London street art
“The police used to chase me away if they found me painting on a wall – now they leave me alone since they know street art brings business to the area.” Cult graffiti artist Insa has agreed to a rare interview to air his views on the exploding street art scene in London and introduce his latest work The Cycle of Futility. Determined to remain anonymous, he peers at us from underneath a large hood and occasionally darts off to avoid being caught on camera; an eavesdropping photographer who’s realized the Insa has come out in daylight circles us persistently.
The Goldsmiths’- trained artist, who comes from the North of England and has collaborated with the likes of Nike, is humble but amusingly cynical. “Graffiti used to be an underground thing, now it’s become so mainstream, it’s turned Shoreditch into a street art Disneyland,” he says, rolling his eyes.
The authorities’ softening on what used to be considered nothing but plain vandalism has made London a more colorful place. East London’s Hanbury Street, Brick Lane and the walls along Shoreditch’s Rivington Street are particularly attractive to street artists. In the courtyard of Cargo, a hip café and nightclub on Rivington Street, two plexiglas protected works by Banksy sit alongside a slew of paintings by other notable talents from Europe and beyond; Italy’s Ozmo and Israeli collective Broken Fingaz are among the current contributors, while images by Stik, Eine, Bastardilla and Thierry Noir appear elsewhere on the street.
London is crawling with top-notch street artists but some stand out more than others. Here are four from the current crop of top talent, along with an iconic piece that helped put them on the map
Insa: Pop culture & consumerism
Covering half a building, The Cycle of Futility is an eye-opening painting, if only for its sheer scale. Unknown to the casual passerby is its ability to move. The work, which took graffiti star Insa two weeks to complete, comes to life with the help of a smartphone and an innovative app called GIF-ITI. Insa painted eight different versions of the image, shifting each layer a fraction before photographing each stage to create a classic animation.
The piece charts life from biological inception to the grave – with the assault of authority appearing in the shape of baton-wielding policemen scurrying round and round without achieving anything. Insa says that the high-tech element also has meaning.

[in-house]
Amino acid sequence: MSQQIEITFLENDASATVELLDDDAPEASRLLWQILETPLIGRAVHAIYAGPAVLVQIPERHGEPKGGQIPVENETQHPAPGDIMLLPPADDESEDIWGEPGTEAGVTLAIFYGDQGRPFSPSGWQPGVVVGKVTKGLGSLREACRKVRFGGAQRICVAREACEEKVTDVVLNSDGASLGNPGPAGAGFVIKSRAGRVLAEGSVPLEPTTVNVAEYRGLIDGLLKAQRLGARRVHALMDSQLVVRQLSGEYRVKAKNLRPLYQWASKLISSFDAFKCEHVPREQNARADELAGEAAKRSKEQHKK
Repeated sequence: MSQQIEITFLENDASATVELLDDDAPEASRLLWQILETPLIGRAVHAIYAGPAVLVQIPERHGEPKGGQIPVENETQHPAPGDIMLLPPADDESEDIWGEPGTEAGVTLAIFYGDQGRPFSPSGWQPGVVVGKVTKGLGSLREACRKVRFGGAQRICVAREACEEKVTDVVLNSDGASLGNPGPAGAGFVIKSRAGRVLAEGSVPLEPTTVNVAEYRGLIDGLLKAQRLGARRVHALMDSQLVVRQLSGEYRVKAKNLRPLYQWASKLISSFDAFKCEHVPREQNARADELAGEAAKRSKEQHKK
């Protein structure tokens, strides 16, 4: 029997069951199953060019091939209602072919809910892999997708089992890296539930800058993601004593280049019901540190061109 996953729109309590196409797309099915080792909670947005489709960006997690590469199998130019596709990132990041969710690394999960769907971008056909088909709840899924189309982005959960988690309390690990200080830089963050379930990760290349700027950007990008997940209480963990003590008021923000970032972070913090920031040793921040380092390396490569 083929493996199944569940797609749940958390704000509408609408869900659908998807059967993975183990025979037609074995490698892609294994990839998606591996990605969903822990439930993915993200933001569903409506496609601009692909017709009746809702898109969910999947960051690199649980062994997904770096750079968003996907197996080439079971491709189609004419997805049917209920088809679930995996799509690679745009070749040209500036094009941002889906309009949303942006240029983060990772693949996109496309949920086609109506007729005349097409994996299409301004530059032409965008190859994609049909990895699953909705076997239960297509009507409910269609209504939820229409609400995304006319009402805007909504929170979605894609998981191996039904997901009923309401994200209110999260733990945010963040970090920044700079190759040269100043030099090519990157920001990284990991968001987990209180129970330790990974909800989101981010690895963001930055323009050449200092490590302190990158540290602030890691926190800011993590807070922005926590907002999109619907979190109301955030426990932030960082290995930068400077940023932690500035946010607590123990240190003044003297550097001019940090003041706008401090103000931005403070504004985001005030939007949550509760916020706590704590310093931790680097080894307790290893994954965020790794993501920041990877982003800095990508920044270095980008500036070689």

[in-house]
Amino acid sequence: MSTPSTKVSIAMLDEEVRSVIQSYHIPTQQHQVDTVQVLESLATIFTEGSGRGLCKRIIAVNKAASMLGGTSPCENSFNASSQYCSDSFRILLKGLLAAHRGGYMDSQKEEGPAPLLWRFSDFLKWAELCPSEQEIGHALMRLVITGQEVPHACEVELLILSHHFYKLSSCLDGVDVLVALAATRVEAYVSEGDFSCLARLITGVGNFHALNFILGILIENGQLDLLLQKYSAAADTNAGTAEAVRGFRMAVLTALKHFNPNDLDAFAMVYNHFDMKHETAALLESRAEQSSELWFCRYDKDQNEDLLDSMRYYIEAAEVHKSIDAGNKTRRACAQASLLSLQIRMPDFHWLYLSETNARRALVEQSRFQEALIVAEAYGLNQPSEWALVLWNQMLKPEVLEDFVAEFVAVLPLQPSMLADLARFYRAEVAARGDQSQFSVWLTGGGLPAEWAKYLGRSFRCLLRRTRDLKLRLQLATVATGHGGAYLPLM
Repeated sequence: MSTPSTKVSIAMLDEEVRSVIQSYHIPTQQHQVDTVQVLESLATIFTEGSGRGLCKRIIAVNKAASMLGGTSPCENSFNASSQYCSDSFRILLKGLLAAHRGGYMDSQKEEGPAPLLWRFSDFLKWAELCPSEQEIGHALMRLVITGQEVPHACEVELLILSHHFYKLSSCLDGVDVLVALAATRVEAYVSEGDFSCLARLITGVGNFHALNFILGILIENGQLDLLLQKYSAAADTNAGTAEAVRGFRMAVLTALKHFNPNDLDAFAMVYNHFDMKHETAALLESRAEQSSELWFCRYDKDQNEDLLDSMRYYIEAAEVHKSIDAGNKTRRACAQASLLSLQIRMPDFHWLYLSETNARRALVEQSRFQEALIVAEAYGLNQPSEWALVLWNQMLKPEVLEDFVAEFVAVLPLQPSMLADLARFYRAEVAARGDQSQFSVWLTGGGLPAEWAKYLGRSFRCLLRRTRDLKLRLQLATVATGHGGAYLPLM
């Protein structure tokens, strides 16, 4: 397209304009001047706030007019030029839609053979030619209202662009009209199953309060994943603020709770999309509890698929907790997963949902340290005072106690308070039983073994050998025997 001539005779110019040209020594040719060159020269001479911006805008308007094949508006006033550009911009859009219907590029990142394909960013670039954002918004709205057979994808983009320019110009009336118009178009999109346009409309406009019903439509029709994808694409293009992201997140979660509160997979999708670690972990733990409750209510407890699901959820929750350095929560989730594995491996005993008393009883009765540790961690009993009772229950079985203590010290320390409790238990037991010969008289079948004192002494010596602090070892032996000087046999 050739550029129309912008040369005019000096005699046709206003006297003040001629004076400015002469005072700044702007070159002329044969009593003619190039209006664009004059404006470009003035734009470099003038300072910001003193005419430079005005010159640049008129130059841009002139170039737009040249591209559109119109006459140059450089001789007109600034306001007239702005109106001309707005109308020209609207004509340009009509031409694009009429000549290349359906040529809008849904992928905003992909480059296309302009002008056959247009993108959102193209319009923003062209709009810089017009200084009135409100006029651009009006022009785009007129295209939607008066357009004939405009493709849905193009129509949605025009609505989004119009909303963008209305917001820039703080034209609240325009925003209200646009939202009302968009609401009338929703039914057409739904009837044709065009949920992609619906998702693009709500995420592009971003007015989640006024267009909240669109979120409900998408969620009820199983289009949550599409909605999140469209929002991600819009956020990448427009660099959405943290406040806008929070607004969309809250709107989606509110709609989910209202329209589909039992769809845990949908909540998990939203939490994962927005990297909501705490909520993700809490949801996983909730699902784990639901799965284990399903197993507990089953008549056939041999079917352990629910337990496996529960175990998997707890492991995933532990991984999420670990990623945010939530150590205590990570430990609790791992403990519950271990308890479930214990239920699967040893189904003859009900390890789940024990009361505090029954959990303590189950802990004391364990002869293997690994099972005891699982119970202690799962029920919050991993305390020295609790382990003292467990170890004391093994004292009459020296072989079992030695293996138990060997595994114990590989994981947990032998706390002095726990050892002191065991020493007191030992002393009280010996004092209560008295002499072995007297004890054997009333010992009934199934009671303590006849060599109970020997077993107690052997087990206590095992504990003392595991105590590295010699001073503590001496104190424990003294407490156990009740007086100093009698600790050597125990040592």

“Street art has to be renewed to remain relevant – that’s why I started experimenting with animations and GIF-ITI,” he says. “The act of eradicating one layer and replacing it with another reflects the perishable nature of street art; it’s only a matter of time before a kid comes along and covers the picture in scribbles or spray paint – unless, of course, it’s protected by Plexiglas. I wanted to speed up that process and not be too precious about it.”
28 Redchurch Street
Bambi: Feminism & street culture
Bambi has been called the female Banksy and she’s just as elusive as her male counterpart, although some insist she is pop singer Paloma Faith.
While most of Bambi’s stenciled pieces have been statements on royalty and Hollywood stars, the new darling of London’s street art scene has taken on a political bent. In December last year, a mural reminiscent of Andy Warhol’s repetitive pop art series appeared on Rivington Street in Shoreditch.
But instead of a quartet of Elvis figures, Bambi lined up a row of identical boys with one hand in the air, feet resting on a skull rather than a football. Each figure is accompanied by blood red stenciling with the words ‘Don’t Shoot’, a reference to the fatal police shooting of 18-yearold Michael Brown in Ferguson, Missouri. Nike’s signature tick adorns the youths’ sweatshirts, alongside an alternative slogan, ‘Don’t Do It’. A damning poem calling for justice appears to the right of the line-up, underneath which Bambi’s signature is stenciled in black.